I’ve accomplished a new record. I’ve accomplished eight complete months of breastfeeding with my second-born. Our breastfeeding relationship is now more than just a relationship of nourishment. The relationship stands on a foundation of comfort and nurturing. Breastfeeding is now a time of day when I am forced to live in the moment. To be fully present.
One of my favorite times to nurse my eight-month-young Z Nugg is at night. I love this moment because I become hypersensitive with the help of the darkness of the room and the oxytocin flowing through my body. I can clearly hear her breaths, her rhythm. Suck suck swallow. Suck suck swallow. It has become a sweet melody to my heart. And the feeling of my available breast lactating into my breast pad is so different than when Z was a newborn. I embrace the feeling of the leak. I envision my body producing more nectar to keep this relationship strong.
My let downs, I’m so grateful for their intensity—like crashing waves. My letdowns remind me that I’m still in this with my last baby.
This relationship is intuitive, symbiotic, and pure. Z Nugg knows how to nurse, I don’t have to ‘cheeseburger’ my breast into her mouth like I did when she was a newborn. Sometimes I can’t even find her mouth in the darkness, but she always finds my nipple. I love seeing my daughter’s instincts at play.
I am familiar with my Z Nugg’s cues. I don’t have to wake her up to finish nursing like I did when she was a newborn. She unlatches herself and pulls herself away communicating to me to lay her down. I take advantage of when she falls asleep in my arms. I hold her longer. It’s the only time she’ll fall asleep in my arms without a fight. (She prefers her crib over anything else.) I kiss the corner of her milky lips like I did when she was days old. I stare at her as I rock her side to side. I get glimpses of her newborn days—occasionally her eyes will roll around like they did when she was a tiny milk drunkard, or she’ll throw the quick side smirk. I am engraving these moments in my heart so I never forget them. I pray I never forget them.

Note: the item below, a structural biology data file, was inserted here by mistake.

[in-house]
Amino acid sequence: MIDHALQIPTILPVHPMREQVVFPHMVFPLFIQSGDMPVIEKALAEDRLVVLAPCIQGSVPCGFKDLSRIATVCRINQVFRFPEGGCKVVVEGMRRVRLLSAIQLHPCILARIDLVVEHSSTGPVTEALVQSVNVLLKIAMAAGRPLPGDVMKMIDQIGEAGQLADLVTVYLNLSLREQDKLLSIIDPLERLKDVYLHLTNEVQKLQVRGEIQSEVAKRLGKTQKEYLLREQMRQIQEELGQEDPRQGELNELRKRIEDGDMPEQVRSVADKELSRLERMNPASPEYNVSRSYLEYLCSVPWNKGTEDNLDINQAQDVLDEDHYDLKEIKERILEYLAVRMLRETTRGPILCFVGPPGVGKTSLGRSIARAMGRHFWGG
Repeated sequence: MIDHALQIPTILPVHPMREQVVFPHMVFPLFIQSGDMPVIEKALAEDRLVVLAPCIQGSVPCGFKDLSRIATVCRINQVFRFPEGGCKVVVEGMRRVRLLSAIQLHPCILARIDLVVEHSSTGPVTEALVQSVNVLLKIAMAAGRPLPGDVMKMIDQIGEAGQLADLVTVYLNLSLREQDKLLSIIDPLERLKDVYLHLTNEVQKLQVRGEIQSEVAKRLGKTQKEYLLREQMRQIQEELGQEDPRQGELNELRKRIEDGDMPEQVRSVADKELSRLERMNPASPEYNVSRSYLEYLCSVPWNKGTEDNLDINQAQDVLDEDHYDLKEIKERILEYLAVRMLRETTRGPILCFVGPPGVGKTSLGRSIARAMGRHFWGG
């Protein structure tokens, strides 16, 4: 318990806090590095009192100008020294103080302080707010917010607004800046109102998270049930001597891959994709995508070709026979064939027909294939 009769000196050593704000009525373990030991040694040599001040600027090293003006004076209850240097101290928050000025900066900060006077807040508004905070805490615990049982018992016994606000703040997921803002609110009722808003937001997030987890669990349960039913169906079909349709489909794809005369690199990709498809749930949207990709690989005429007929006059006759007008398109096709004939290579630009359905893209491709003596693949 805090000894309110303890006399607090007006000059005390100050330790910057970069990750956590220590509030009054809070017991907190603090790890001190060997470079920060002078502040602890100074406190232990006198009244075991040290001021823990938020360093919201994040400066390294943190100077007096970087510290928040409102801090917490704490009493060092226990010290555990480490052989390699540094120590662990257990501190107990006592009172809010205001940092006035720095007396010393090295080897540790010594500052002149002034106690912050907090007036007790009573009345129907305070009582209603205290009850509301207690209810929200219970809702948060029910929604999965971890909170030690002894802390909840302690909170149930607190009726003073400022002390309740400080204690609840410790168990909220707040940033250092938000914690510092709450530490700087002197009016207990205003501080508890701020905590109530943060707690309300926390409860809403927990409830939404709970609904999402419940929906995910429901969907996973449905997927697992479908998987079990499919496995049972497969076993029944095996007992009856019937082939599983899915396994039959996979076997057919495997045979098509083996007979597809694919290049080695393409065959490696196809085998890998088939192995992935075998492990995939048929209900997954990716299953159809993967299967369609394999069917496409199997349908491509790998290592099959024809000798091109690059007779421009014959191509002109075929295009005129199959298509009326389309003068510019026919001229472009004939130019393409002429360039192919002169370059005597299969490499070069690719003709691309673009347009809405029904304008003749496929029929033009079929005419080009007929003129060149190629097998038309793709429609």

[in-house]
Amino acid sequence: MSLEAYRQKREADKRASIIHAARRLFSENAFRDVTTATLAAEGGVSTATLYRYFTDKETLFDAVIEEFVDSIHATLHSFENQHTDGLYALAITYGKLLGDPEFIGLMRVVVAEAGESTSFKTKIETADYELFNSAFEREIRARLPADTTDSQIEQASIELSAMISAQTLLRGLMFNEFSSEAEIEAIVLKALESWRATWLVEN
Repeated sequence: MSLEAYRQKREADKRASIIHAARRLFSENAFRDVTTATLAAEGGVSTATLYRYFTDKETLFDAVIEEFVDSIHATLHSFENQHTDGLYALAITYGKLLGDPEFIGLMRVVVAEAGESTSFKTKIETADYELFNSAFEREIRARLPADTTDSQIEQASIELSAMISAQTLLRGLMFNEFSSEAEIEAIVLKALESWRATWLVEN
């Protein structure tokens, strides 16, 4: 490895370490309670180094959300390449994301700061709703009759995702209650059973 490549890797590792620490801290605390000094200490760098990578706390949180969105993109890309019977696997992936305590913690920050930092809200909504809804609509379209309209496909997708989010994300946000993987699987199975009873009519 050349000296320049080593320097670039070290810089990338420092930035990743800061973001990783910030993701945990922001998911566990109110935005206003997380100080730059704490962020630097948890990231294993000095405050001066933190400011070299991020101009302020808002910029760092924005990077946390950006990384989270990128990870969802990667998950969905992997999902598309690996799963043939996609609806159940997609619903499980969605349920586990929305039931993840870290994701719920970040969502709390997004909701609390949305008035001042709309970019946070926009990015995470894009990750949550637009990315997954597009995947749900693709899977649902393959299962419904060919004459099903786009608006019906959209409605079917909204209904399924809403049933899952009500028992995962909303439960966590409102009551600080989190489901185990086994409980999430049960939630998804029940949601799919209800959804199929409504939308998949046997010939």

I didn’t understand mothers who cultivate longer breastfeeding relationships with their children. I used to think, “Don’t they want they bodies back?” I didn’t judge them, I was just curious. I now feel why mothers extend their relationships past the “norm”, and I stand with them. (I also now better understand that experience is the best explanation to my questions.) Now, this isn’t to say I am an activist now, I just comprehend a different side of nursing and I refuse to accept judgement for nursing my child as long as we both want. I will keep with this relationship until one of us is no longer interested. At the moment, we are both emotionally invested and this is perfect for us.
I remember finding some relief in having my body to myself once Little Nugget stopped breastfeeding—well, after the sadness from the break-up—and I’m sure I’ll find some when Z and I break-up too, but for now, I am pretty darn proud of the way I find myself indulging in this relationship. I am grateful for the gazes, the clawing (yes, even the scabs she leaves me from her furious claws), and the one-on-one attention I get from my baby.
Z Nugg knows how to nurse now. She doesn’t need me to guide her anymore. The growth in her independence is apparent. Her want for comfort is what I’m grasping onto.
Cheers to the ability to feed our children! (This includes any and all other ways of feeding. I believe nurturing can happen through all feeding methods, it’s what you make of it.)